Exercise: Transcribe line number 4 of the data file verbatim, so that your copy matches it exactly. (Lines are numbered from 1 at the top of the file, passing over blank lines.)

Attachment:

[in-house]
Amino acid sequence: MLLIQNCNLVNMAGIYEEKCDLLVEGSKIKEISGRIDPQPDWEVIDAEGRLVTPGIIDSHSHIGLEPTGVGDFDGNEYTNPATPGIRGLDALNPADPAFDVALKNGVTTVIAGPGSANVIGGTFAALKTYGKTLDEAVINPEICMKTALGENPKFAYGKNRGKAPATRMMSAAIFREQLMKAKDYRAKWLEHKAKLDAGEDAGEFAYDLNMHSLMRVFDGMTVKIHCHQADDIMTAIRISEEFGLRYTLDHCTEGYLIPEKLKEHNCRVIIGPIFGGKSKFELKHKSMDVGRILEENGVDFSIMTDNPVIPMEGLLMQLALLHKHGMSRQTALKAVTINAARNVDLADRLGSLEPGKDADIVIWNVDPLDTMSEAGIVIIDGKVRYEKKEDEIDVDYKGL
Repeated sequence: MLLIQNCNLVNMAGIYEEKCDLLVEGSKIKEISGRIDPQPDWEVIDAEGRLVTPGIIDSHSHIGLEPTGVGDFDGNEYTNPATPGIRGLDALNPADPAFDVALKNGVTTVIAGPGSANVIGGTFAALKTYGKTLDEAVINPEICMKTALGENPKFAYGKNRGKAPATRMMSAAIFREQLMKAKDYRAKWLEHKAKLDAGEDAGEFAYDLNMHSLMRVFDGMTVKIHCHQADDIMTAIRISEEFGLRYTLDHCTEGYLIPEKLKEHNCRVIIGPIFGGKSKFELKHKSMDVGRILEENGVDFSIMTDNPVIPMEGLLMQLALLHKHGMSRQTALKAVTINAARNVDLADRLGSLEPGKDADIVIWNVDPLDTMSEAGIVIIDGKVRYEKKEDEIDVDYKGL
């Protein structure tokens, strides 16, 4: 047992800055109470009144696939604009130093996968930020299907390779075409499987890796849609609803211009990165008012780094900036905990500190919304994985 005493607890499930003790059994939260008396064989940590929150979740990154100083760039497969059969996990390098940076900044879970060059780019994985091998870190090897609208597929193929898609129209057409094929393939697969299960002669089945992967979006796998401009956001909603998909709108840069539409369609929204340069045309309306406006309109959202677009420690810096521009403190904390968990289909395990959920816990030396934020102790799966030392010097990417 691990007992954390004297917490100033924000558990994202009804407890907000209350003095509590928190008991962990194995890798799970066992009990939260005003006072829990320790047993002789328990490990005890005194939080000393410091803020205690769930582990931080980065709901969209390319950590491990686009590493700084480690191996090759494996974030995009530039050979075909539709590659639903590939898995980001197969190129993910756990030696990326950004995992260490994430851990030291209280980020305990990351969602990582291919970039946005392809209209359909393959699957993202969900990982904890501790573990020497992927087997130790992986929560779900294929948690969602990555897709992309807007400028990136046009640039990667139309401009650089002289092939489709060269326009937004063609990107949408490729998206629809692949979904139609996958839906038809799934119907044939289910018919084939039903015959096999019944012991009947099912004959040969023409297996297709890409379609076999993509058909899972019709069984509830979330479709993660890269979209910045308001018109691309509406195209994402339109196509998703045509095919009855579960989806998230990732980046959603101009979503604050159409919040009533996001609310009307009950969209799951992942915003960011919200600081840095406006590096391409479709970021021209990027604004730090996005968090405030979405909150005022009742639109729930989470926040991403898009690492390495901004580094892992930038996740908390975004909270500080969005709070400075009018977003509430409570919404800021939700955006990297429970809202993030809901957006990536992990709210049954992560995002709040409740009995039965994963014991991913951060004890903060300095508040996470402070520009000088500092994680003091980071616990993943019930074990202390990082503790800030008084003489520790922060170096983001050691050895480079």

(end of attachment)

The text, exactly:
């Protein structure tokens, strides 16, 4: 047992800055109470009144696939604009130093996968930020299907390779075409499987890796849609609803211009990165008012780094900036905990500190919304994985 005493607890499930003790059994939260008396064989940590929150979740990154100083760039497969059969996990390098940076900044879970060059780019994985091998870190090897609208597929193929898609129209057409094929393939697969299960002669089945992967979006796998401009956001909603998909709108840069539409369609929204340069045309309306406006309109959202677009420690810096521009403190904390968990289909395990959920816990030396934020102790799966030392010097990417 691990007992954390004297917490100033924000558990994202009804407890907000209350003095509590928190008991962990194995890798799970066992009990939260005003006072829990320790047993002789328990490990005890005194939080000393410091803020205690769930582990931080980065709901969209390319950590491990686009590493700084480690191996090759494996974030995009530039050979075909539709590659639903590939898995980001197969190129993910756990030696990326950004995992260490994430851990030291209280980020305990990351969602990582291919970039946005392809209209359909393959699957993202969900990982904890501790573990020497992927087997130790992986929560779900294929948690969602990555897709992309807007400028990136046009640039990667139309401009650089002289092939489709060269326009937004063609990107949408490729998206629809692949979904139609996958839906038809799934119907044939289910018919084939039903015959096999019944012991009947099912004959040969023409297996297709890409379609076999993509058909899972019709069984509830979330479709993660890269979209910045308001018109691309509406195209994402339109196509998703045509095919009855579960989806998230990732980046959603101009979503604050159409919040009533996001609310009307009950969209799951992942915003960011919200600081840095406006590096391409479709970021021209990027604004730090996005968090405030979405909150005022009742639109729930989470926040991403898009690492390495901004580094892992930038996740908390975004909270500080969005709070400075009018977003509430409570919404800021939700955006990297429970809202993030809901957006990536992990709210049954992560995002709040409740009995039965994963014991991913951060004890903060300095508040996470402070520009000088500092994680003091980071616990993943019930074990202390990082503790800030008084003489520790922060170096983001050691050895480079």